1)Get rid of the locks, legs, and feet then just use a 4″x4″? Hard to level…
Easy and effective solution. The leveling can be done relatively easily using shims or a few layers of paper. The only concern I have would be wood expansion/contraction overtime.
2)Use angled braces? Extra parts…
Better than nothing but it will be weak.
3)Make all 4 corners the z axis? Yikes…lots of hardware and electronics
Too complicated, and it will need 3 more motors. Leveling will be a nightmare and rigididy will vary depending of the height of the machine, so results won’t be constant.
4)Hard mount the corners,make the z axis the bed? harder to make a table, lots of carpentry involved.
In my opinion, the best solution, but it will not be for beginners and it will ruin the whole point of the MPCNC: being an entry level easy machine for people to experiment with.
But it could be another complementary version. Like beginner version, versus experts version.
5)Rework the current parts use two tubes side by side, make the lock and feet fit both? A little extra tubing.
Could be an easy solution and this should work better than the original, if I understand correclty what you are saying (putting two tubes at each corner, oriented at 45 degree, one inside the frame and one outside, right?). I don’t see any downside aside from extended printing time for all these corners and supports. Might do the trick. Could also add more tubes, 3 or even 4.
6)Use the current setup and add allthread from the top through the table and bolt it all together? I see a lot of parts getting crushed this way.
It will improve rigidity, but needs to be crazy tightened, which will be hard on the plastic parts, but they can be made pretty solid. Tightening will have an impact on leveling, so it will make things complicated: people will have in some cases to chose between a leveled machine and a rigid one.
7)New feet, the corners and locks seem solid to me, the feet seem to be the weak link? Easiest.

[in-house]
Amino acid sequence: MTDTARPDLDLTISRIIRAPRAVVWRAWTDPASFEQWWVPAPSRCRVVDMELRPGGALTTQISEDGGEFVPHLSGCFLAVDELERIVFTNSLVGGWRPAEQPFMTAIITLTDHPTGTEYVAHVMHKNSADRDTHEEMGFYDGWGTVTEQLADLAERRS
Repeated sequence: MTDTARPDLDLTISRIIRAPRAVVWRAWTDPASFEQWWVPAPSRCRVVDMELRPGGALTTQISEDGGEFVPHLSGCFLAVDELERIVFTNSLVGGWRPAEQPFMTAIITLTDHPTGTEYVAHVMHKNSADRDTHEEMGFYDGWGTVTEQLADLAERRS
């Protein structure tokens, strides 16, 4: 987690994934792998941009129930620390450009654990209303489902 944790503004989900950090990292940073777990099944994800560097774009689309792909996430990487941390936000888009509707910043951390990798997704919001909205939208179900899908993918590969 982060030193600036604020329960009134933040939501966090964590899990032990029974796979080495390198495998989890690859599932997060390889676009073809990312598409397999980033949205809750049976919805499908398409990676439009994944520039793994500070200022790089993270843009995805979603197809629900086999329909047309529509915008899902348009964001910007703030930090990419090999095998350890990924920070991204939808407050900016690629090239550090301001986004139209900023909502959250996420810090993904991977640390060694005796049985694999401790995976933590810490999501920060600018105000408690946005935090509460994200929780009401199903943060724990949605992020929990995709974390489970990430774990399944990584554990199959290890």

In my opinion, new feets will greatly solve the issue, but I can’t think of any feet design who can solely solve the problem, unless having massive feets that will take hours to print. Unless, as mentionned above, a feet design using sereval tubes. Could be two or cound even be 4.
#7 plus a place top mount guy wire for the taller builds? Options are cool.
Didn’t understand this point.
In my opinion, if you wish to have maximal rigidity without making too many changes, the solution 5 is the best. It will not solve everything, but it will definitely be better.
An other solution would be to print the feet/tube/bottom corner support as a whole, single part. But it will take a long time to print.
I believe the best way to have something rigid is either the technique I used for my table, which has a lot of other advantages, like versatility but makes things very hard to square the first time, or, as someone else suggested a few days ago, to attach the structure to a wall, which is clearly the best thing to do but might not be practical for everyone.
As for other suggestions I have:
-add parts or spots to fit the endstops, especially on Z axis
-Add some cable management parts,
-consider a more rigid center carriage, maybe using two parralel tubes instead of just one per axis. I think this is not easy to do but it should be feasible.
-Same remark for the Z axis, it may be possible to use 3 or even 4 tubes intead of 2, by mirroring it. This could greatly increase it strenght, which could be useful for tall builds. Not sure this is a priority though.
Hope that helps!